Primordial black holes can form in the early Universe from the collapse of
cosmological perturbations
after the cosmological horizon crossing. They are possible candidates for the dark
matter as well as for the seeds of supermassive black holes observed today in the
centre of galaxies. In calculations of spherically symmetric collapse, using a large
curvature perturbation in the super horizon regime, the initial conditions are
specified using the gradient expansion approximation in the long wave length limit.
The non linear evolution is then simulated using a Lagrangian relativistic
hydrodynamical code. If the perturbation is larger than a threshold depending on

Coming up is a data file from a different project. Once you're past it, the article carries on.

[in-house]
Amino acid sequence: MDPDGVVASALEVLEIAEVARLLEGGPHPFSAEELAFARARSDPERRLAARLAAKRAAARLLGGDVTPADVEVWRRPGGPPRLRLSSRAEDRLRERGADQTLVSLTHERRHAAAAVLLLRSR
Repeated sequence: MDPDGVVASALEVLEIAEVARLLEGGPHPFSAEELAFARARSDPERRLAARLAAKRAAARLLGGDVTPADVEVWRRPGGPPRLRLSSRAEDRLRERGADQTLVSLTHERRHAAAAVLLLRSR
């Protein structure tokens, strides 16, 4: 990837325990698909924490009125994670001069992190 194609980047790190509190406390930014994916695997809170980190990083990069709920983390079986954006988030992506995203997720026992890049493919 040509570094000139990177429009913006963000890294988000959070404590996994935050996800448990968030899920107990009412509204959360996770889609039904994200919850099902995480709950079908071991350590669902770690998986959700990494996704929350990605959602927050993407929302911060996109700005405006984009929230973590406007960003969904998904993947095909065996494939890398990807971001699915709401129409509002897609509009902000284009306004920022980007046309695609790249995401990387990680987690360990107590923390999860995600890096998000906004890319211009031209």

the equation of state and on the specific shape of the perturbation, a black hole is
formed. In this talk I will discuss the dependence of PBH formation from the initial
shape of the curvature profile showing the relation between the threshold amplitude
and the steepness of the perturbation which is linked to the amplitude of the
pressure gradients that are developing during the collapse. I will show how to
derive the initial curvature profile form the shape of the inflationary power
spectrum, which affects also the abundance of PBHs. The abundance of PBHs is very
sensitive to the nonlinear effects, and the power spectrum P? must be a factor of ~
2 larger to produce the same number of PBHs as the linear model (where the exact
value depends on the critical value for a region to collapse and form a PBH). This
also means that the derived constraints on the smallscale power spectrum from
constraints on the abundance of PBHs are weaker by the same factor.